In the past wells were important not only for their drinking water but because they were thought to possess certain healing qualities. In Catholic times cults grew up around some wells said to be particularly effective in fighting disease and pilgrimages were organised from far and wide. When the Reformation came the new religious authorities condemned all such practices as idolatrous but, especially in Wales, the pesantry continued to use these healing wells in their efforts to get rid of their illnesses. Right up until the last years of the nineteenth century these wells continued to be used by many. Such holy or healing wells have played a central role in the life of the ordinary people for centuries and examples of the practices they indulged in when visiting these wells have been recorded from the sixteenth and right up to the beginning of the twentieth century. The wells were used to combat rheumatism, eye diseases and complaints associated with scurvy.
Rag wells were particularly common in Glamorganshire and, in fact, appear to have been a peculiarly Glamorgan phenomenon in South Wales. (In Gwent for instance, no examples of rag wells are recorded.) Rags would be dipped in the water of the well, the affected part of the body would be bathed with the rag, and then the rag hung on a nearby tree. Sometimes the rags were not dipped in the waters of the well but only hung on the tree for luck. At other times pins were thrown into the well.
At Taffs Well, eight miles from Cardiff, people had to wade through running water to reach the well which was situated practically in the bed of the River Taff. This did not apply in the summer months when the level of water was very low. In the nineteenth century a rude hut of sheet iron had been built over the well which was said to cure rheumatism and other ailments. A ‘primitive’ custom of the place was that, when women were bathing, they hung out a petticoat or bonnet whilst male bathers hung out a pair of trousers.
At Sandford’s Well, near Newton Church, Porthcawl, people would flagellate themselves in an effort to atone for their past misdeeds. Any running water taken from this well was firmly believed to stay pure and wholesome for the next twelve months. If any was spilled while being carried this was a sure sign of bad luck to come. If two people were standing at the well together they had to make the sign of the cross before washing, no doubt a relic of Roman Catholic rites and practices.
Below is "The Magical Well of Newton" - by Alun Morgan
The well near the church at Newton was once called Sandford’s Well after a little-known Norman knight, but later, like the church, it was dedicated to St. John, the Baptist. The well’s peculiar property of seeming to be empty when the tide on the nearby beach is in and full when the tide its out, made local people believe that it had magical properties; and the water itself was thought to have healing properties.
The water has been analysed in recent years and found to be no better (even possibly a little less pure) than water elsewhere; and it is now known that the inflow of water from underground springs is affected by subterranean passages with fissures that act like valves. These passages are connected with Newton beach, where the fresh water bubbles out; and the incoming tide forces up the pressure in the fissures. The result is that there is a time lag of some three hours within the well itself making it appear to act contrarily to the tides. For a long time, however, this apparent phenomenon had ‘puzzled all the country and all men of great learning.’ Blackmore himself was intrigued and wrote; ‘It comes and goes, in a manner, against the coming and going of the sea, which is only half a mile from it: and twice a day it is many feet deep, and again not as many inches. And the water is so crystal clear, that down in the dark it is like a dream. He goes on: ‘The children are all a little afraid of it… partly because f its makers name… and partly on account of its curious ways, and the sand coming out of its “nostrils” when first it begins to flow’.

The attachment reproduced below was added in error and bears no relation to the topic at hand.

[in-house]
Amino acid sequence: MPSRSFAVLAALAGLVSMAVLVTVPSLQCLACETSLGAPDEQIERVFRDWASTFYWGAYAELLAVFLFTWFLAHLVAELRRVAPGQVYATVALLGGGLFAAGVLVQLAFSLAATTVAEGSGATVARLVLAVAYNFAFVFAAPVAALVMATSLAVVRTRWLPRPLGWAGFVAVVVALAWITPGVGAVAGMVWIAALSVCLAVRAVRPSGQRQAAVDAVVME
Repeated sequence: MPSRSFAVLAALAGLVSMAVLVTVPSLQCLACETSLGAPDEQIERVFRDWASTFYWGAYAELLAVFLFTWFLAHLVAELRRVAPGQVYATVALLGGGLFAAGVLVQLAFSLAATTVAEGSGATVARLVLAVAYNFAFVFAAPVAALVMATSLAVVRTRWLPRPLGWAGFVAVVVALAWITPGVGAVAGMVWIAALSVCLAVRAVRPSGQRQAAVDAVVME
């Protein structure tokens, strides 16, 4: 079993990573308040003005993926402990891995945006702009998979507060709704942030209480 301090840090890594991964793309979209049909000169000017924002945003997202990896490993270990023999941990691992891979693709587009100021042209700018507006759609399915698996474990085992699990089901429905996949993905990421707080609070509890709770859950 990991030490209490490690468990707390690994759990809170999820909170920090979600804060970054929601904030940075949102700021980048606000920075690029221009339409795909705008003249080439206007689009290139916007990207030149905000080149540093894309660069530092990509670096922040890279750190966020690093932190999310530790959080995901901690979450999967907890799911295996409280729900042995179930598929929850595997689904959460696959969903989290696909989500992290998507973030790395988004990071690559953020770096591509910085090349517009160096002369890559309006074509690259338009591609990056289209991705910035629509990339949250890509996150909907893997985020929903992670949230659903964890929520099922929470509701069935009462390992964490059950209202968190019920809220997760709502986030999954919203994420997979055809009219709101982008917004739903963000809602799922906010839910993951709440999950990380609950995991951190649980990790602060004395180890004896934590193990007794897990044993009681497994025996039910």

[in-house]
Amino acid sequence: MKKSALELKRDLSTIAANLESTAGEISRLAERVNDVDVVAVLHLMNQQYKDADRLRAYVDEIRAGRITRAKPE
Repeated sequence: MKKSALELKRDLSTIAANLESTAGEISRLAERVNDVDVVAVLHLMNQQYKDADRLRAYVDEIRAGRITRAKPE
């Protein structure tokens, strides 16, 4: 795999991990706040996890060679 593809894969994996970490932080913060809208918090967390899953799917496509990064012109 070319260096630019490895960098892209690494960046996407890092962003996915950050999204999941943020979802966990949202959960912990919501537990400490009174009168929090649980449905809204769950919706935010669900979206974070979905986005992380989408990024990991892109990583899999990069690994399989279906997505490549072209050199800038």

Many strange events have taken place around this well. People scourged themselves there to atone for their sins; and it was thought that running water taken from the spring would remain pure and fresh the whole year. If water was taken away and spilled this indicated bad luck; and two people were not to wash at the well without first making the sign of the cross.
It was once thought that there had been a church on the site of the well but this had, along with several cottages, been engulfed by the advancing sand. There is a local legend that one day the sea would return to this area and when this took place it would be possible for a ship to be moored near Clevis Hill. To prepare for the forthcoming event a sycamore was planted near a cottage on the top of the hill. Once a very high tide sent the sea rushing in as far as St. John’s well and it was thought that the prophecy was about to be fulfilled. Thankfully Newtonians have been, up to the present, spared the final outcome of such a prophecy.
The Legends of Porthcawl and the Glamorgan Coast
Author: Alun Morgan
Author: Alun Morgan
Illustration by Margaret Wooding
Author: Alan Roderick
Illustrations by Bozena Roderick